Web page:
I figured I would swap in amaretto for the vodka this time. I upped the amount a bit because amaretto is lower in alcohol than vodka. I wouldn’t worry about serving this to kids, since there is less than two tablespoons of alcohol in the whole batch. It works out to less than ½ teaspoon per scoop, depending on how many scoops you get from a batch. The chocolate is pretty dark, though. There won’t be many kids who will enjoy it, though mine does. Vegetables aren’t always a go, but dark chocolate is always on the favorite list.

Rich gave this one an enthusiastic thumbs up. We are already planning a Black Forest amaretto ice cream cake for his birthday, which isn’t until late September. You never can start planning too early for these things, you know.

Do you eat ice cream all year, or only during warm weather?

Download or print just the recipe here.

Chocolate Amaretto Ice Cream
From The Cook’s Life
Makes about 1½ quarts

This is a deep, dark chocolate ice cream that might appeal more to adults than to kids.

⅓ cup granulated sugar
½ cup cocoa
dash salt
2 cups half and half
1 teaspoon vanilla extract
1 teaspoon almond extract
1½  tablespoons amaretto liqueur

Stir sugar, cocoa and salt together in a medium bowl. Gradually add half and half, making a paste at first to get all the cocoa mixed in thoroughly. Add vanilla and almond extracts and stir until sugar is dissolved. Freeze in ice cream maker according to manufacturer’s directions – ours takes about 25 minutes. Add amaretto during last 5 minutes of freezing. Transfer ice cream to an airtight container and freeze for several hours before serving.

Frozen Treats in January – Cinnamon Gelato

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Gelato is the hot ice cream lately. Or at least it seems to show up in articles in food magazines and on restaurant menus that we have seen lately. We have been thinking about making our own for quite awhile now, but have never managed to find the time. This weekend all the stars aligned and we made our first gelato.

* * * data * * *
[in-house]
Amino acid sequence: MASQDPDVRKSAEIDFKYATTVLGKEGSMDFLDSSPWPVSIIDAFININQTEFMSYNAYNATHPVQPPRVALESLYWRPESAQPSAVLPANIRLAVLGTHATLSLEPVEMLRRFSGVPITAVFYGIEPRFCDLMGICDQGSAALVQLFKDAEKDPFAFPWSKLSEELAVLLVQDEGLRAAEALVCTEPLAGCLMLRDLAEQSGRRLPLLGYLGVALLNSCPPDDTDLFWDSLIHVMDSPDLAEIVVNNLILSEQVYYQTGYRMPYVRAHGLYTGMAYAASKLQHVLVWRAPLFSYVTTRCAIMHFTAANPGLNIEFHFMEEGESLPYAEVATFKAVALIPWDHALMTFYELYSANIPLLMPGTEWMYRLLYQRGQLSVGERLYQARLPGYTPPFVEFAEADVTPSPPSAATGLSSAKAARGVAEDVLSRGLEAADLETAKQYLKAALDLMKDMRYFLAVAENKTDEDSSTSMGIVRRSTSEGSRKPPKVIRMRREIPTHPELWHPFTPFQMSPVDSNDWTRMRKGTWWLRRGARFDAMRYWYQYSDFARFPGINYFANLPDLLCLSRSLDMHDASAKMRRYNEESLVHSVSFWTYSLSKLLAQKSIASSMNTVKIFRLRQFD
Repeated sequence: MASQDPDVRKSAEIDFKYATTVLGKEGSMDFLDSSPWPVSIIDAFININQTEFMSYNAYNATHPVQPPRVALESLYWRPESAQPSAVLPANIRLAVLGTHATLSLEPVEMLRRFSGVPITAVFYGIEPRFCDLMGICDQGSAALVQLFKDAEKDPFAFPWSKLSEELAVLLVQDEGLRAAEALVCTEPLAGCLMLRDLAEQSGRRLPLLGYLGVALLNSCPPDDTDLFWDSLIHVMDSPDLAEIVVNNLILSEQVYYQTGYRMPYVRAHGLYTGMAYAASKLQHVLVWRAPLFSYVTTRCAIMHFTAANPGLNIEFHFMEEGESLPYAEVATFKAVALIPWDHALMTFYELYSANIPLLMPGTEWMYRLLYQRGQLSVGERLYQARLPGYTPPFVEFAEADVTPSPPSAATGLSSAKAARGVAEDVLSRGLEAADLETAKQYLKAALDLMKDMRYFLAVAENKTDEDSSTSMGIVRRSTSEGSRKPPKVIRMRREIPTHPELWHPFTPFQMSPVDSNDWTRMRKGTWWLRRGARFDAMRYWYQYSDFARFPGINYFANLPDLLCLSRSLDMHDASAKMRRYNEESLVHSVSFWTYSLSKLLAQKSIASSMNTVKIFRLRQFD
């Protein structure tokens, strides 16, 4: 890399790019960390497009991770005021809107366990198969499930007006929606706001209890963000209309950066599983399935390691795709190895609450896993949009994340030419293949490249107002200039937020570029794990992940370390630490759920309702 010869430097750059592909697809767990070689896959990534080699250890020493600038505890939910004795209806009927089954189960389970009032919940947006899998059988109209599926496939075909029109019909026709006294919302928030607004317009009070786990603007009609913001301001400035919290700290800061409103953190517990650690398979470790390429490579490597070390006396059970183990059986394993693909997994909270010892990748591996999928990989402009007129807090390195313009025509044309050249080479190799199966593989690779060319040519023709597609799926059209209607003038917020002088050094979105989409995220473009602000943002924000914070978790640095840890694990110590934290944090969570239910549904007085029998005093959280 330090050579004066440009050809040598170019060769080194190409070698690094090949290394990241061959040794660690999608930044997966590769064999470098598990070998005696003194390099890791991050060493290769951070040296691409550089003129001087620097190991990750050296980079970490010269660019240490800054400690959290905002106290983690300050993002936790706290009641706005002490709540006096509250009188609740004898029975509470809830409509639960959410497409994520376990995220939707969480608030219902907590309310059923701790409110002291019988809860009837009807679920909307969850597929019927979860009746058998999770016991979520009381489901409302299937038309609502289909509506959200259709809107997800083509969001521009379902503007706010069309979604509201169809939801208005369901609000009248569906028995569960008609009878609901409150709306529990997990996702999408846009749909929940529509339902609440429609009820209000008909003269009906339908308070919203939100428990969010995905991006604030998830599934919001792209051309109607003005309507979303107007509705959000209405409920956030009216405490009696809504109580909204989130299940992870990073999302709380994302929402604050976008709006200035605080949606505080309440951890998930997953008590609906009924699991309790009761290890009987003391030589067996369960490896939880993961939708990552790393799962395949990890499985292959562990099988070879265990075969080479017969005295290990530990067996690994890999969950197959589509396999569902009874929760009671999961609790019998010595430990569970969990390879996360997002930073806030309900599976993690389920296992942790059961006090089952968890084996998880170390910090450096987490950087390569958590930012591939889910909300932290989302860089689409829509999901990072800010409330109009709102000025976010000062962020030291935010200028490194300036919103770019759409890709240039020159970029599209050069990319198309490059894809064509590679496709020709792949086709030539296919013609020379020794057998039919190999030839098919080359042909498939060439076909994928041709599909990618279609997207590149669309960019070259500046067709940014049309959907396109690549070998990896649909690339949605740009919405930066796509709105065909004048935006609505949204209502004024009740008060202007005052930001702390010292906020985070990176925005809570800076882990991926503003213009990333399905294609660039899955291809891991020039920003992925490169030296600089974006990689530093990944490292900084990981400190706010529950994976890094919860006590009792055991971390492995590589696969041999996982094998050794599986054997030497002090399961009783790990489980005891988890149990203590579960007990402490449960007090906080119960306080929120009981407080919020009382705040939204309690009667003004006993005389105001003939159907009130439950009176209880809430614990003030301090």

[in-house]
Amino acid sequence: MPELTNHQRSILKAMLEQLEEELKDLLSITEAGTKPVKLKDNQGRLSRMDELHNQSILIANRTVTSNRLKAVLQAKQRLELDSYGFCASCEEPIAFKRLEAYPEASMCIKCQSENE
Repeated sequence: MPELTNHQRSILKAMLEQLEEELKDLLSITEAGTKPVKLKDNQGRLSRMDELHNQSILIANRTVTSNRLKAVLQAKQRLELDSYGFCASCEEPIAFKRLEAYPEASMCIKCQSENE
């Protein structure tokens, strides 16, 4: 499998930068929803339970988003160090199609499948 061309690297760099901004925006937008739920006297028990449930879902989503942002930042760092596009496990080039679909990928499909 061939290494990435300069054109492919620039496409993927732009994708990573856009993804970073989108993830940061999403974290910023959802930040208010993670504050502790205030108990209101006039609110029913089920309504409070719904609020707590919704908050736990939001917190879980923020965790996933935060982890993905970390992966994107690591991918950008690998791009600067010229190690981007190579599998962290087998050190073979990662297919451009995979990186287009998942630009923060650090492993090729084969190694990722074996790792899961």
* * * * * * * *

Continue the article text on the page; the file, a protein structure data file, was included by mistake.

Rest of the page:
Gelato, according to various sources, is Italian ice cream that is heavy on egg yolks and often uses whole milk as the base instead of cream. I found recipes online that ranged from a dozen egg yolks to none. I settled on one that had a modest amount of egg yolks and both cream and milk that I found on the blog Italian Food Forever. The original recipe was for vanilla, and called for a vanilla bean. We didn’t have any on hand, so I used vanilla extract and then decided to make cinnamon gelato, so we added two teaspoons of cinnamon.

We beat the egg yolks with sugar, heated the milk and cream, tempered the eggs with a little hot milk and then cooked the whole shebang until it thickened. Then we strained the mixture into a bowl to chill in an ice bath until it was cold. Then we churned it in the ice cream maker and put it in the freezer until it was firm enough to serve. After all that we expected perfection.

It was good, but nothing special. And I thought it tasted more like eggy custard than gelato. I prefer my own cinnamon ice cream, which is much less work and doesn’t make a mountain of dirty dishes. I think I am going to leave the gelato making to the professionals, which is not to say I won’t enjoy the rest of our batch. Maybe it just needs some caramel sauce